Research Killer

I came across an interesting blog post titled “Are Databases Killing Research?” at a blog called BarBlog. The faculty member blogging this post suggests that because library databases (I’m assuming he means the databases to which the library subscribes as opposed to search engines) are relatively easy to search, they don’t teach students about the research process. It’s true that full-text bloated library databases make it fairly easy for students to satisfice their research, but at least connecting with a library database can allow for some discovery and better use in the future. A more significant issue is how are students learning to think critically about research.

The author may not realize that is a huge concern for librarians, and that much of our information literacy effort is about helping students to become critical thinking-researchers. While not being overly critical of academic library databases, the author states that students need to do more “real” research which by his definition is primary research – doing interviews, delving into documents and artifacts, getting one’s hands into archives. This type of research states the author, not “data mining” in library databases, contributes to learning and discovery. I don’t dispute that, but I would argue that when used within the context of a well-designed assignment any number of library databases can contribute to constructive learning. Speaking of assignments, I do think there’s an interesting suggestion here that faculty should stop focusing on the writing of papers and focus instead on the gathering of data and the research process. I think that’s an idea that deserves further exploration.

In general, 21st century research should be about being well-versed in all possible information sources. That includes library databases, search engines, books, e-journals, and even primary documents. Students should be aware of the entire spectrum of information resources, and know when to use which for a particular type of research project. Faculty members are welcome to point out their concerns about over reliance on any particular resource to the detriment of students being aware of others, but ultimately they are responsible for working with librarians to develop appropriate research assignments that enable students to develop the ability to think critically about their choice and use of all information resources.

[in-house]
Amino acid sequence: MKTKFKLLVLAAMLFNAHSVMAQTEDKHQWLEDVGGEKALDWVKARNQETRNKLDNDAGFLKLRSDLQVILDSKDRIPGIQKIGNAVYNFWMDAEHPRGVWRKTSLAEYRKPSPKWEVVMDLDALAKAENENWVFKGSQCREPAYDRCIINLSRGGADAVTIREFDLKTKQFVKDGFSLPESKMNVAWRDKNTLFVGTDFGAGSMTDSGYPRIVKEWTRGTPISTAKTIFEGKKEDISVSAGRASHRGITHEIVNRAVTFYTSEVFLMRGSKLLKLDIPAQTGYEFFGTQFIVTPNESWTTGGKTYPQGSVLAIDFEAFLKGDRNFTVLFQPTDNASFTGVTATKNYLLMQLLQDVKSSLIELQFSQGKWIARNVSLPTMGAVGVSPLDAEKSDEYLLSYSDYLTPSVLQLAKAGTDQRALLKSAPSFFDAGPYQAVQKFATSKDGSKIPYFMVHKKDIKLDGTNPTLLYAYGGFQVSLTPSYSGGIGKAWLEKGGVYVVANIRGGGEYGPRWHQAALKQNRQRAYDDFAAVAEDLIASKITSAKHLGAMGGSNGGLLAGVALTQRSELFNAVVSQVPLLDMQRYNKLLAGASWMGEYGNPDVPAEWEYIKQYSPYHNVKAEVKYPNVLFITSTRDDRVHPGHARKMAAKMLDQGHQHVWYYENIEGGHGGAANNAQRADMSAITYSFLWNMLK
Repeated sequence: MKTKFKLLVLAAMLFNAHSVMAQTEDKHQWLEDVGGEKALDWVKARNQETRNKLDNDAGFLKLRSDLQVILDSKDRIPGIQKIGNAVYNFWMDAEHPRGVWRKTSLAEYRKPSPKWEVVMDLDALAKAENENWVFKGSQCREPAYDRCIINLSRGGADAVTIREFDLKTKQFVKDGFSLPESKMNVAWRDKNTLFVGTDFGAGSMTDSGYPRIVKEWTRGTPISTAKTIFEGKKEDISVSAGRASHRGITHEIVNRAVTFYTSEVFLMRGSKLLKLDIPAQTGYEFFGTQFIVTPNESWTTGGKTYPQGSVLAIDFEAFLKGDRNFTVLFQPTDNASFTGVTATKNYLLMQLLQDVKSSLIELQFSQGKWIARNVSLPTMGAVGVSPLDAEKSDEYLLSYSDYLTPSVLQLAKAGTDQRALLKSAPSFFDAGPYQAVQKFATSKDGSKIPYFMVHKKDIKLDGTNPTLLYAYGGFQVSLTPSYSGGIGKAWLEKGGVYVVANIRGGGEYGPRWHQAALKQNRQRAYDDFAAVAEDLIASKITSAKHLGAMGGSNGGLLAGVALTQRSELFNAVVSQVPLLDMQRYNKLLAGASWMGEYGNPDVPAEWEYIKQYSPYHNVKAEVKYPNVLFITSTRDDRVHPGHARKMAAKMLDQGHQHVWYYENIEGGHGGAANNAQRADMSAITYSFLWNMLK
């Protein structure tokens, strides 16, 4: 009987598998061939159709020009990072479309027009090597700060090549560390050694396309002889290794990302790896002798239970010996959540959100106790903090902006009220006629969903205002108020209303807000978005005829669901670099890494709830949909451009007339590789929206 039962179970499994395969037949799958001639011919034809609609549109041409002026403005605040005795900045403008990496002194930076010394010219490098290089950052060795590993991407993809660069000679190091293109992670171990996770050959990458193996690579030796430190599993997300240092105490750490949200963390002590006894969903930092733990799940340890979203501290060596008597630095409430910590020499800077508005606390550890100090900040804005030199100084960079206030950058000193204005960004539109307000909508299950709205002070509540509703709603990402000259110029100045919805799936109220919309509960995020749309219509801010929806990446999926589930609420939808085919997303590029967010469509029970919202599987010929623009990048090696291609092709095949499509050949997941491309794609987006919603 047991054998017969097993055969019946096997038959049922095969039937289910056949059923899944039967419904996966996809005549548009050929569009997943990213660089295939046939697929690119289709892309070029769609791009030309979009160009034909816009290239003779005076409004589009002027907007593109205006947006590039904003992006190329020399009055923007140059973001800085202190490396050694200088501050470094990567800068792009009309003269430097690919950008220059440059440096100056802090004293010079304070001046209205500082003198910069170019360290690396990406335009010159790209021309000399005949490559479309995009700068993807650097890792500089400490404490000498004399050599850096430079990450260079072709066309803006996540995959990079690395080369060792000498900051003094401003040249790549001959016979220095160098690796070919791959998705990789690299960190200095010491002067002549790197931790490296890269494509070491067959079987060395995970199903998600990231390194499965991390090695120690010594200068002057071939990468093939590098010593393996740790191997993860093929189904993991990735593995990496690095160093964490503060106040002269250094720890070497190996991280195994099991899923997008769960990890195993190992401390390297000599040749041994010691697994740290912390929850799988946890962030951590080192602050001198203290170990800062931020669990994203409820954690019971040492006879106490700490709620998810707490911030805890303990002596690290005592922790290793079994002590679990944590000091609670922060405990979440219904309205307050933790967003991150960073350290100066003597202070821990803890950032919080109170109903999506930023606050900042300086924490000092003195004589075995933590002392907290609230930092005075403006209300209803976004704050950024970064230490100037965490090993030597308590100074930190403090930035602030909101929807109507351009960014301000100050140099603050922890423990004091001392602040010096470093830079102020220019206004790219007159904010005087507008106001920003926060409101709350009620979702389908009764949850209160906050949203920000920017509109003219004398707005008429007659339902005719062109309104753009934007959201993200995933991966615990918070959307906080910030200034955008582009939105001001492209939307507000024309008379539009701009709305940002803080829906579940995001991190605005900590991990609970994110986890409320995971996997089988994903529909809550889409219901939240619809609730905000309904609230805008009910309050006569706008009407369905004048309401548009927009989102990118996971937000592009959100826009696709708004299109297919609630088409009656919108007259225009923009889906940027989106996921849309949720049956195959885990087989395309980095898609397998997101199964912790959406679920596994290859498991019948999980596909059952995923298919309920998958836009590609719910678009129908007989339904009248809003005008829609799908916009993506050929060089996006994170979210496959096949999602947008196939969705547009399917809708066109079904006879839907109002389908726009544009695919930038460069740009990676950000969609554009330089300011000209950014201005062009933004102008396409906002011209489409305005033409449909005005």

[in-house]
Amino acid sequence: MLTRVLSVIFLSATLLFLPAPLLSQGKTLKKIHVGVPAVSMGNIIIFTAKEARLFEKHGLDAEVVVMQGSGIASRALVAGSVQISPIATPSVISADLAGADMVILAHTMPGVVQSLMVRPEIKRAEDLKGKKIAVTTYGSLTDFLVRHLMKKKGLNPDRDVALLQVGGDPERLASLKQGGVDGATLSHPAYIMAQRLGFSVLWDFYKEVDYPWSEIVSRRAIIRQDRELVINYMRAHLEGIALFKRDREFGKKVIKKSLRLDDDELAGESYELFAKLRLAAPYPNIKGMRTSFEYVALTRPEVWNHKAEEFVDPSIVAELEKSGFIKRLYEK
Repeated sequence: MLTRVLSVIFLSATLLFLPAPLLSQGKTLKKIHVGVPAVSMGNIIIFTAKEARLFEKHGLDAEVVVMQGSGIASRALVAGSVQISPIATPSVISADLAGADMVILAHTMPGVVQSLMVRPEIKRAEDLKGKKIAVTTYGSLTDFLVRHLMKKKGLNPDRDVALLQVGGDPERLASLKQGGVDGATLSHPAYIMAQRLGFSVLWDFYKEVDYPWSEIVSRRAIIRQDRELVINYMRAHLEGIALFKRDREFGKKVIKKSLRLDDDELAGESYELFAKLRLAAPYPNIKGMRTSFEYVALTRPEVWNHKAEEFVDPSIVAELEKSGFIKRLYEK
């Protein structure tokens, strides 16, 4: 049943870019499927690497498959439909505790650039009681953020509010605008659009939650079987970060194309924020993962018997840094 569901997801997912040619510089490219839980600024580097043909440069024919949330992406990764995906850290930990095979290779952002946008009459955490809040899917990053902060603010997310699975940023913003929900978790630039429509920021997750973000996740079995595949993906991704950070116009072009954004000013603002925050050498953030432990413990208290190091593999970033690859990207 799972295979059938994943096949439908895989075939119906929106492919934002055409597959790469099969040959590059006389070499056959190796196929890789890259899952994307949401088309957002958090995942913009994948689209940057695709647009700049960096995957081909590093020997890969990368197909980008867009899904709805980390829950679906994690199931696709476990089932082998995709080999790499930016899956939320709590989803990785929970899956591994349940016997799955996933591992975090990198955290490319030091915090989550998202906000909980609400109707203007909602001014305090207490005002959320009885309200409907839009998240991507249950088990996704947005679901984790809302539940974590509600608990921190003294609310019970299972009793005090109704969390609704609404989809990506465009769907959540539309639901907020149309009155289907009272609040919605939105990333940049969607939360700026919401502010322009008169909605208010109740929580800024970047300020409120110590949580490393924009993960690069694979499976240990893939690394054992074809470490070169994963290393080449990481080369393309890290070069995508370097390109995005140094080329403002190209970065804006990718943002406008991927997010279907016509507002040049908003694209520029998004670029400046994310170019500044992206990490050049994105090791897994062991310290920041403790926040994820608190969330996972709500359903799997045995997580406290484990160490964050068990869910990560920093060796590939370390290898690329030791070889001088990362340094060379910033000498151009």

One thought on “Research Killer”

  1. I can see how full text databases can make it look like research is suddenly easy, but maybe the design of the research assignment has to change in order to take advantage of the different types of informaiton sources that exist. It seems like some faculty members are giving assignments the same way the would have 20 years ago. While this might have been appropriate back then, it might be outdated given today’s technological advances. So, if a faculty member feels like using an online database is so easy and requires little research skills, then they might want to require a variety of different sources or assign them topics that would require critical thinking. I find that if a topic is complex enough, it will require some research skills regardless of what format is being used.

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